BALLSTON — Hannaford on Tuesday announced it wants to build a store off Route 50 just south of the village of Ballston Spa.
The 38,000-square-foot, full-service supermarket would stand behind the McDonald’s just south of Zepko Lane on the east side of Route 50. It is expected to employ 100 to 110 people and would be the 50th store in New York state for the Maine-based chain.
Company spokesman Eric Blom said Hannaford has reached an agreement with the owners of the property and has filed a site plan application with the Ballston Planning Board. He said a timetable for construction and opening will not be set until all local approvals are granted for the project. The matter will be before the Planning Board at its meeting at 7:30 p.m. Wednesday.
Existing Hannaford stores stand an 11 minute drive north of the site in Milton and a nine-minute drive southeast in Malta, but Hannaford believes there will be enough business to support this third supermarket.
“We do think it will be a very convenient location,” Blom said. “We look at a lot of factors when deciding where to site a store.”
Previous proposals for the 76 acres owned by the Rossi family, including plans for two different-sized Walmart stores nearly a decade apart, drew controversy from area residents opposed to a massive retail presence on the outskirts of the village. But one vocal opponent of the previous proposals, Liz Kormos, said she’s glad to see the supermarket proposal.
Frank Rossi II, son of property owners Frank and Rose Mary Rossi, said Hannaford reached out to the family the day after Walmart withdrew its plan to build a 137,000-square-foot store on the site in late 2015. Walmart had received town approval for the plan, but canceled it and dozens of planned stores around the nation as part of a strategy change.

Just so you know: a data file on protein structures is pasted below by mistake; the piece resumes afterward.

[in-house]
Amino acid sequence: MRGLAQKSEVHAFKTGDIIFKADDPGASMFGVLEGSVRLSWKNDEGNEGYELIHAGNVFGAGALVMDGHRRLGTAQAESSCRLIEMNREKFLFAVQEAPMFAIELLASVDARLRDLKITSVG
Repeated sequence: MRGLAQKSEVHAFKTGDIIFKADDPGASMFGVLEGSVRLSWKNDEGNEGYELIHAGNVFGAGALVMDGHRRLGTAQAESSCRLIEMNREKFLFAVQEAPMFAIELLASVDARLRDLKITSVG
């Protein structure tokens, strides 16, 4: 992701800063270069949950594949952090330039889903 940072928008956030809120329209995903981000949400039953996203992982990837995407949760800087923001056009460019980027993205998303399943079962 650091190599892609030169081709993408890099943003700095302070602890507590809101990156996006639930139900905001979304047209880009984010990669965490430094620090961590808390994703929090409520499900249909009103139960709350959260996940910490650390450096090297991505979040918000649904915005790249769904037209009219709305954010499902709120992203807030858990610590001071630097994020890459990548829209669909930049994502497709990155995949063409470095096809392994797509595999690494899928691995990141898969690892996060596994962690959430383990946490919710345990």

A circa-2004 proposal for a 200,000-square-foot Walmart also didn’t happen.
Hannaford would be an ideal occupant, Rossi said.
“It’s a great site for a grocery store, we’ve always said so,” he said, noting that the family had sought a supermarket for the site in 2012 but drew no interest.
A key part of the development plan, a connector road through the site, is nearly complete. It will be paved soon and turned over to the town in the next month or two, Rossi said. The road runs south-to-north from Route 67 at Dominick Road to Route 50 at the McDonald’s, where a traffic light and turn lanes will be installed when the Hannaford is close to completion, perhaps in 2019.
The Rossis’ 76-acre site has been designated a Planned Unit Development District by the town, and divided into four lots totaling about 35 acres; the rest is undevelopable due to wetlands. The first and largest lot, 22 acres, is intended mainly for retail use; about 8 acres of that would be the Hannaford site.
Nothing else has been built in the PUDD, nor are there any finalized plans for anything, Rossi said. But the family is optimistic that the Hannaford now will serve as a magnet or catalyst for future development.
“We have a lot of office and industrial space that we’d love to build out but the market’s going to dictate that,” Rossi said.
Kormos said she couldn’t rule out the possibility that someone would oppose the Hannaford proposal but said she and a lot of other people are glad to see it. The scale of the proposed Walmarts was the cause of the opposition to them, she said; the Hannaford would be much smaller.
“I’m really actually pleased that it’s a supermarket, and that it’s a Hannaford,” Kormos said. “I am going to attend the Planning Board meeting tomorrow. My concern is, being an advocate of smart growth, is this phase of the development going to include sidewalks?”
The project presents significant potential impact to the village of Ballston Spa even though it is just outside the village border. But with proper traffic controls and sidewalks it would be a positive impact, said Kormos, a village resident.
“I’m glad we’ve been heard, finally, that what this area needs is a good supermarket.”
Rossi said sidewalks on the west side of Route 50 will connect the village to the PUDD via the new traffic light, where there will be a safe place for pedestrian to cross. Sidewalks will be extended inside the PUDD as development occurs, he added, so that new structures are reachable on foot.